PhD Journey: Sankofa – My Work in the World

To do that which is of value is eternity. And (a person) called forth by his (or her) works does not die –Seti I” (Karenga, 1984)

Many years ago, I began searching to understand who I am and what I am to contribute to the world, known as the “fundamental Fanonian [Franz Fanon] questions…’who am I; am I really who I am and am I all I ought to be’”(Karenga, 2004, pp. 268 – 269) My search began as a result of emotional and physical abuse in my first marriage and postpartum depression. After we separated, I was set adrift in the world unsure of my identity and without the skills to financial take care of myself. It was the lost of self that prompted me to begin studying psychology. My study of psychology was unique in that during that 80s and early 90s it was quite easy to take courses in a variety of subjects from a “black perspective” – including sociology, psychology, economics and literature. I also studied every self-help book I could get my hands on; I made affirmation tapes, and wrote volumes of journals.

The struggle to stabilize my financial life is what led to me to develop a tool that would reconnect me with my emotional-self and its relationship to how I express in the world in my personal relationships and my professional identity. Over time, I created a workshop initially called the ‘VisionBook” workshop, which is now known as the Asuwa[1] workshop.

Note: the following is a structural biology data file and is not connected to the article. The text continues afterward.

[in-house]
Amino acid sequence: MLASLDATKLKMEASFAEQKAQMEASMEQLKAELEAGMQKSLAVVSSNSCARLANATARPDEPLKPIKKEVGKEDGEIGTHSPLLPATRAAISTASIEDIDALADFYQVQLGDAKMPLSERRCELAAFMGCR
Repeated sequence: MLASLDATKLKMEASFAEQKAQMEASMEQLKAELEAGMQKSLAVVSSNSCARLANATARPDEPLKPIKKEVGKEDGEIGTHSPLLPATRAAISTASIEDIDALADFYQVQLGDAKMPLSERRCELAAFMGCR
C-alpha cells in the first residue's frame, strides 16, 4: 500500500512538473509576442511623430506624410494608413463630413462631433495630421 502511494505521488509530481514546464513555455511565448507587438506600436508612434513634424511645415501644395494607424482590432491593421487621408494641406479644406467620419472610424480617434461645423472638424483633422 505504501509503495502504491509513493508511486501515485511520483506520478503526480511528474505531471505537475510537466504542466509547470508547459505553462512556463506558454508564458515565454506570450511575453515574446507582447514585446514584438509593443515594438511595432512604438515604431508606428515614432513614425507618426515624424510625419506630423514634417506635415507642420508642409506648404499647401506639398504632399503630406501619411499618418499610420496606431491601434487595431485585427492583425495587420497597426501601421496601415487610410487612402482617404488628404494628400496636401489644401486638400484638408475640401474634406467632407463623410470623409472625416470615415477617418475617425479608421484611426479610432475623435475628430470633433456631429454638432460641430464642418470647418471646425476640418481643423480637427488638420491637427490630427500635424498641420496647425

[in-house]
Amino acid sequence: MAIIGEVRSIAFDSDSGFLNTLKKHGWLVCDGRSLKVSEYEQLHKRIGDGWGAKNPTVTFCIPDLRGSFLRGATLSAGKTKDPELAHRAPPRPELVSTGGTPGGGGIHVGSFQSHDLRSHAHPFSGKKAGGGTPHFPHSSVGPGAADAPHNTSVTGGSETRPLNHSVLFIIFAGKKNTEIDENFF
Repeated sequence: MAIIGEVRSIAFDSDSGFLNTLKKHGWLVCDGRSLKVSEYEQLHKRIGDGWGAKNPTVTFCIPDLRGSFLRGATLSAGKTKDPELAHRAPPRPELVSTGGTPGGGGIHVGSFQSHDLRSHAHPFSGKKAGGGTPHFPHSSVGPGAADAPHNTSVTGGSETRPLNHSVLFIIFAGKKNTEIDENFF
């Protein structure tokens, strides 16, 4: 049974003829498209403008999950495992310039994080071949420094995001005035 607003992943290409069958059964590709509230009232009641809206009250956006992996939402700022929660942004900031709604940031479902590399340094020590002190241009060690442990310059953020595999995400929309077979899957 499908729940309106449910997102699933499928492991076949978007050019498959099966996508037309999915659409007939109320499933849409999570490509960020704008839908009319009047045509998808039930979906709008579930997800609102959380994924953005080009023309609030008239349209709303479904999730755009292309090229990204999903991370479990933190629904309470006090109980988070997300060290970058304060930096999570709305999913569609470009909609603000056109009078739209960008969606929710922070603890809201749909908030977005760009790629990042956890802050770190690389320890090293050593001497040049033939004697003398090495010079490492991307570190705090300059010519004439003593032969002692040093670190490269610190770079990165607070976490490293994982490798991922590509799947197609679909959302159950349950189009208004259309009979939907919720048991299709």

My journey reflects of the concept “Sankofa” from the Akan people of Ghana, “there is no shame in going back to fetch that which has been forgotten”. It is literally through Sankofa that I do my work, as I am the co-founder and Executive Director of Sankofa Cultural Institute (SCI). Through our organization (which my second husband I started in 1997) I am able to offer wellness programs to the black community in Oakland. The main objective in doing my doctorate in transpersonal psychology is to develop my theory healing that will serve as the guiding principles of the Sankofa Wellness Programs. I am particularly interested in the intersection of cultural identity and the self-actualization.To find my way as an Ubuntu[2] psychologist, that in both my life and my work I: (1) recognize Spirit in all aspects of life, (2) appreciate people’s spiritual journey, (3) facilitate movement towards becoming one with the Creator, (4) help increase people’s strength from their experiences, (5) keep people aligned with their purpose and (6) acknowledge that people have purpose. (Washington, p. 37)


Karenga, M. (1984). Selections from the Husia: Sacred Wisdom of Ancient Egypt. Los Angeles: The Univerity of Sankore Press.

Karenga, M. (2004). Maat: The Moral Ideal in Ancient Egypt: A Study in Classical African Ethics: Routledge New York & London.

Washington, K. Zulu traditional healing, Afrikan worldview and the practice of Ubuntu: Deep thought for Afrikan/Black psychology.

[1] Asuwa is a Yoruba terms which means to fully actualize your essence in contribution to helping others realize their destiny

[2] Ubuntu concept is expressed in the African proverb ‘I am because we are”

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